At 4150 meters above sea level, El Alto is the highest city in Bolivia and the whole world - it’s where its name comes from, El Alto being Spanish for “The Heights.” A department of capital La Paz’s metropolitan sprawl, for decades, El Alto was known for the gray and nude brick tones of its working-class neighborhoods - but this was begun to change in the past few years. Headed by a construction worker and architect Freddy Mamani, a new type of architecture and aesthetic based on the region’s Aymara indigenous roots is painting the Altiplano with bold, bright colors and a new geometrical aesthetic made for the rising indigenous middle class and the city's development. This movement has caught the eye of the rest of Bolivia, as well as the rest of the world, and has been heating a slow simmer in the town's tourism, with people from different corners of the world looking to this “New Andean,” hyper-colorful sensibility.


Cholets: A New Andean Architecture That Is Changing El Alto

El Alto is a massive urban sprawl that developed organically as a metropolitan arm of La Paz, at the highest point of the Bolivian Altiplano, surrounded by the Andean Mountains. Most of the population in the town is indigenous - mostly Aymara and Quechua - sectors of society that were excluded from Bolivian society since colonial times. In the past decades, the financial and social mobility of these sectors changed rapidly, with a growing indigenous middle class gaining space and swelling El Alto into the most populous city and an important political hub in Bolivia.

In many ways, the New Andean architecture comes to represent many of the Andean indigenous cultures, mainly Aymara - characterized by the use of bright colors in their textiles and the cultural practice of seasonal parties - in ways that the ruling, minimalistic sensibilities of Western architecture could not.

El Alto is not a naturally colorful city; dirt roads, unfinished concrete and brick buildings, no trees or parks, and no exuberant Bolivian forests; it is predominantly rural migrants and a working-class town. But over time, in between the dusty roads and brick buildings, more and more tall buildings of loud, psychedelic geometry aid the painted murals of the town in giving it the contrast and color that exists in other aspects of its culture. These buildings are often called Cholets, the chalets of “cholos” - a pejorative term for the indigenous people of Bolivia, often reclaimed.

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The Man Behind The Movement

The architect who kickstarted this architectural movement is Freddy Mamani Silvestre, a construction worker, engineer, and self-taught architect from the Altiplano countryside. Like the majority of the population in El Alto, Mamani is Aymara and cites the colors and geometric shapes of the textiles as an inspiration, as well as the architecture of the ancient Tiwanaku (also known as Tiahuanacu).

The ruins of the precolonial Tiwanaku civilization and the Temple of Kalasasaya, standing near El Alto in the Tiwanaku Municipality, are a big source of inspiration for Mamani, who visited the site often. In his Cholets, visual elements common to the architecture of Tiwanaku and significant to the Aymara can be identified, like the Andean cross, vipers as a sign of life, and circles that represent the eternal.

As more interest gathers around the New Andean style, more Cholets pop up in El Alto, many of which are not Freddy Mamani’s work. “I don’t mind the copies,” he says, “it just means the architecture is catching on.” Buildings marrying the Cholet style with brands like the Transformers and Iron Man make for fun sights amidst the city.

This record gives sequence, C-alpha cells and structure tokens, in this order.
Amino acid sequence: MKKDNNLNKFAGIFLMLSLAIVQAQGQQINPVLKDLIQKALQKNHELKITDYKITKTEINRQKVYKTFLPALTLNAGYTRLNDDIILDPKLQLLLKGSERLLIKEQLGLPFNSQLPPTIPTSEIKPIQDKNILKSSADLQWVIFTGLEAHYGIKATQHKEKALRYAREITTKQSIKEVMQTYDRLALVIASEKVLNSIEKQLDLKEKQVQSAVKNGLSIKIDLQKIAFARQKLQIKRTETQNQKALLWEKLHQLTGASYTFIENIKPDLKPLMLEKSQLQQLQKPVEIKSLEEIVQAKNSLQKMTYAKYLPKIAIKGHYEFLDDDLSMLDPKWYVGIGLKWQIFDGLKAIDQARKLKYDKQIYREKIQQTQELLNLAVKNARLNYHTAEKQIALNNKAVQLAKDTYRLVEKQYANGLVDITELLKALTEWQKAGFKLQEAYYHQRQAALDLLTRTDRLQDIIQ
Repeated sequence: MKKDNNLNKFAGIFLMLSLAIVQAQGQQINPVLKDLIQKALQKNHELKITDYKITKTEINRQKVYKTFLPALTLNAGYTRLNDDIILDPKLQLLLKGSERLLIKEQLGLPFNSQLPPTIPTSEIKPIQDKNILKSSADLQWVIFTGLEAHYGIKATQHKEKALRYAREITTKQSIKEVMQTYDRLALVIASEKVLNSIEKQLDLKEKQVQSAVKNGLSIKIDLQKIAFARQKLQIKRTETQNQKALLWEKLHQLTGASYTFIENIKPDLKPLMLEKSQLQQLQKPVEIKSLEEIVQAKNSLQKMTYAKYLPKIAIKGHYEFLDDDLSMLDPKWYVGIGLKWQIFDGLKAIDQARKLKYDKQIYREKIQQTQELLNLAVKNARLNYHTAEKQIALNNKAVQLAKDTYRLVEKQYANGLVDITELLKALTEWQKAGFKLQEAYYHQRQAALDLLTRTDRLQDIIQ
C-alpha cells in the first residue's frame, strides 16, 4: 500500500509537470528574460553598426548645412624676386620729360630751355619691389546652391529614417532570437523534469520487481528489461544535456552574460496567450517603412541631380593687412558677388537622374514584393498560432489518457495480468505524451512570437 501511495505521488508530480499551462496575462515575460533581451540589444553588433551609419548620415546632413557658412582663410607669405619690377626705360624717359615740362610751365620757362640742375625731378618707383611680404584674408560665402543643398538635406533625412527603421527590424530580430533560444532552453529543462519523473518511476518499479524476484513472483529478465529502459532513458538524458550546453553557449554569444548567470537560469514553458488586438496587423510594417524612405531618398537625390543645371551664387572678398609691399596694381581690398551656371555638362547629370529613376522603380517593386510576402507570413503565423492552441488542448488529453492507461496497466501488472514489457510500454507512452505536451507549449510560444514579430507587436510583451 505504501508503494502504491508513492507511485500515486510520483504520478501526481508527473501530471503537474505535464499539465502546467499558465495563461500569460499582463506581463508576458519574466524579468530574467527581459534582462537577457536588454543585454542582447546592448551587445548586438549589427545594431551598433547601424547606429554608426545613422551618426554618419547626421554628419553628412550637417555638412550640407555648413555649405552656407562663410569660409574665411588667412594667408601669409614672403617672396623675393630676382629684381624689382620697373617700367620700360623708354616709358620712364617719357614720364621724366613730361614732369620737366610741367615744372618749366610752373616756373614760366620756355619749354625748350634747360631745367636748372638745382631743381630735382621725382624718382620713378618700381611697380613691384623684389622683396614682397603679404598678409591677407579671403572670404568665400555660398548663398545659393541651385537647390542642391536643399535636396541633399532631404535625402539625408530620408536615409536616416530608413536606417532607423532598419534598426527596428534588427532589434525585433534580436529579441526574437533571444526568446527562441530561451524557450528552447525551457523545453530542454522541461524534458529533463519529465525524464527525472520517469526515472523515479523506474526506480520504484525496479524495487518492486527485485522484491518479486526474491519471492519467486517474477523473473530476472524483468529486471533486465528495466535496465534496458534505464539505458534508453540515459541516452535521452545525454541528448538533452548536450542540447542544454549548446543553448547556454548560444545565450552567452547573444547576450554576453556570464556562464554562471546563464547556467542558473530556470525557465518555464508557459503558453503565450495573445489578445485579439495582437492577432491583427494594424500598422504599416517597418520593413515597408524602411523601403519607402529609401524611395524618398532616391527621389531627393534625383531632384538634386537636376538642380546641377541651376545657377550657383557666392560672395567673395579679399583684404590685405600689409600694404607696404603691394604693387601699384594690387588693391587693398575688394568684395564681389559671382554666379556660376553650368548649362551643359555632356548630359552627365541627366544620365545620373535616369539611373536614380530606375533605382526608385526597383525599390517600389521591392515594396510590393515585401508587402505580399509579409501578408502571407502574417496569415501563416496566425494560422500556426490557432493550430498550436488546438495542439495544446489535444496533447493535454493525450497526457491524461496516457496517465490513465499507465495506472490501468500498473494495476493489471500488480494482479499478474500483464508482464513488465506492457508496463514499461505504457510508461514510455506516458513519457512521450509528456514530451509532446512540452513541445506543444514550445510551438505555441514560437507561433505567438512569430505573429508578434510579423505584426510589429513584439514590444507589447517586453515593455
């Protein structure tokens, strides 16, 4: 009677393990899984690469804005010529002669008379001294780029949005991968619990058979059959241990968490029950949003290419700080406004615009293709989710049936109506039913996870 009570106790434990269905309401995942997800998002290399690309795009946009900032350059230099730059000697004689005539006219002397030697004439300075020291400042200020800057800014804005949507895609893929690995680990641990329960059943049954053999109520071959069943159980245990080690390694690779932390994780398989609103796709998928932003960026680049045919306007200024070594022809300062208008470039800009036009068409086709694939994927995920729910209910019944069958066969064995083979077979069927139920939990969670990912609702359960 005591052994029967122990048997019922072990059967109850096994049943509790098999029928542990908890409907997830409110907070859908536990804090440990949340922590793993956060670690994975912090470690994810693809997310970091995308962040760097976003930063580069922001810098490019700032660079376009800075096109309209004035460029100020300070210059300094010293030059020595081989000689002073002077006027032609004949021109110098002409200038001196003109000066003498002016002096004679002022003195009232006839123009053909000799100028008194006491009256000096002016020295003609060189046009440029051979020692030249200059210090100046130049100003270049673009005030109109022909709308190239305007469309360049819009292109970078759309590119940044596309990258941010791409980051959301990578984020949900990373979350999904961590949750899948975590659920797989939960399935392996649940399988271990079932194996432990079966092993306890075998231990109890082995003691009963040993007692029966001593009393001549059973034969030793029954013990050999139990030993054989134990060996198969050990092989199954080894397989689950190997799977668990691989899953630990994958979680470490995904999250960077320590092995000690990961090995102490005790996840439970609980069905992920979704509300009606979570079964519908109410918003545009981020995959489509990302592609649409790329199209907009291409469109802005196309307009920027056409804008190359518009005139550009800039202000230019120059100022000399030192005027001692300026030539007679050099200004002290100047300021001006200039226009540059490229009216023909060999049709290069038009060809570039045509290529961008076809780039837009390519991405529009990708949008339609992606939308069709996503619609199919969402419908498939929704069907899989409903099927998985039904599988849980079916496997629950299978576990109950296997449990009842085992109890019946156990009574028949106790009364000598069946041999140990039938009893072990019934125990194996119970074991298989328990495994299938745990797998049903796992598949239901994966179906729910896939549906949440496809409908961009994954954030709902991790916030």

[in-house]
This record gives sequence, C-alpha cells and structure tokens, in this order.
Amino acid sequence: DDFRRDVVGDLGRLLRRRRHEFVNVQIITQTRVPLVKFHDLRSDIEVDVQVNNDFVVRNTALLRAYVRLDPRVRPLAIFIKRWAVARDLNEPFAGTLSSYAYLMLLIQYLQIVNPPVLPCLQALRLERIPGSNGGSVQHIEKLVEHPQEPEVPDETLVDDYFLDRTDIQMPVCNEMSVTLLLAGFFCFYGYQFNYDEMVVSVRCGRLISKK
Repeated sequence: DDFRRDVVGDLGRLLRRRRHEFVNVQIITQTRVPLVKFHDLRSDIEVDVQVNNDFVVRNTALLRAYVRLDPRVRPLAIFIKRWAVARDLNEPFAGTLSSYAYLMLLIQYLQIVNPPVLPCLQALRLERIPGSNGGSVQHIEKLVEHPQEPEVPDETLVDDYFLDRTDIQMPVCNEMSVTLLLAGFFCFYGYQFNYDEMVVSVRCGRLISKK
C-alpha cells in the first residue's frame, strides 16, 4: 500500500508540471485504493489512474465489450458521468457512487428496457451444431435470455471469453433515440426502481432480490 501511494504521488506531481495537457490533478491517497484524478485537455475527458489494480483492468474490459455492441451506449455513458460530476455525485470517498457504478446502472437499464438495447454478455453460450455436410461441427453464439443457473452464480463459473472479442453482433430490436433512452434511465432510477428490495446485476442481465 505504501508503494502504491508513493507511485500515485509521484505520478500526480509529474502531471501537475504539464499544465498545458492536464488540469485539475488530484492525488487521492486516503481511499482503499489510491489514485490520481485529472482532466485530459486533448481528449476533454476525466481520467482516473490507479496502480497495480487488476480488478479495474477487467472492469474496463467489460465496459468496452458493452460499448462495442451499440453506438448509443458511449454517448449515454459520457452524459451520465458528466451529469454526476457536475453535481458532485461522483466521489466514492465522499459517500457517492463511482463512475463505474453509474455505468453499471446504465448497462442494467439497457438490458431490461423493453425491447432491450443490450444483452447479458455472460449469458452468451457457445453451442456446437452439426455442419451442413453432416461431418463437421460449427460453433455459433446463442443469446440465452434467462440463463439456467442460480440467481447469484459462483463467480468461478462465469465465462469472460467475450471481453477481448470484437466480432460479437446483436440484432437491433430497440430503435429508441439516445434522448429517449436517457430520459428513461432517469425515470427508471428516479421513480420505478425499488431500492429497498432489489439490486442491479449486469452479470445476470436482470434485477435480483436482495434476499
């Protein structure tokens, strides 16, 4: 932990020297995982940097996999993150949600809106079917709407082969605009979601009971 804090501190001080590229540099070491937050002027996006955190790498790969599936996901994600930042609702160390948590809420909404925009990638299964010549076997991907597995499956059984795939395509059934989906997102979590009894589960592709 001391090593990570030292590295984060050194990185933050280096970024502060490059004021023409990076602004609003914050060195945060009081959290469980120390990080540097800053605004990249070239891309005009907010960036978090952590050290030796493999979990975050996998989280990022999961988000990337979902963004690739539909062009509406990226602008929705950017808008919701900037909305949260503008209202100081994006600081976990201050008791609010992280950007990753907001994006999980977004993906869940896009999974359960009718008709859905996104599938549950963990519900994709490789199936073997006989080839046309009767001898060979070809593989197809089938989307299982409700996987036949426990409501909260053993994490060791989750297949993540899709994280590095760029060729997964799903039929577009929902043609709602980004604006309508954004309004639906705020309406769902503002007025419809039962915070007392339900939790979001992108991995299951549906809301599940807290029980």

The Structure Of A Cholet

The “Cholet” buildings usually follow the structure of a storefront or business on the first floor, a ballroom and event room on the second floor, which are often rented for weddings, anniversaries, and all sorts of celebrations, and apartments on the top floors and the actual chalet style cholets as a sort of penthouse, where the owners live. The constructions are usually blessed during the process, and offerings to Pachamama are burned to ensure prosperity for the buildings and their owners.

The new style of architecture has generated plenty of discussion in Bolivian academic circles; some dismiss it as mere kitsch decoration, but for others, Cholet’s and Mamani’s New Andean architecture is a break from colonial ideals of architecture, a new aesthetic by and for the Andean Altiplano created not by copying ancient visual elements, but by creating something that marries ancient traditions and the modern lives, visions, needs, and customs of the Andean people.

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Take An Architectural Tour Of El Alto To Visit The Cholets

The New Andean ideas have made an impact in more than urban, architectural, or academic circles: El Alto’s tourism has been enjoying the after-effect of this colorful movement. With the popularity and interest in the Cholet worldwide - news reports have investigated it steadily, and Mamani, in particular, has exhibited projects and dioramas of his work in several cities around the world - many tourists seek El Alto for a glimpse at these kaleidoscopic Andean buildings, in architectural tourism.

Today, El Alto has specific architectural tours that guide visitors around town.

  • Duration: Around 3 hours
  • Rates: USD 26 per adult
  • What's Included: Will take travelers through the city in cable cars and street walks, explaining the history and context of the cholets, and entering a few of the multicolored ballrooms

The Havana B&B is also an interesting option to stay inside a Cholet in El Alto for those who want an even more in-depth experience.

  • Prices Starting At: USD 55 per room
  • Why You Should Book: Havana B&B is a chance for visitors to stay inside a cholet.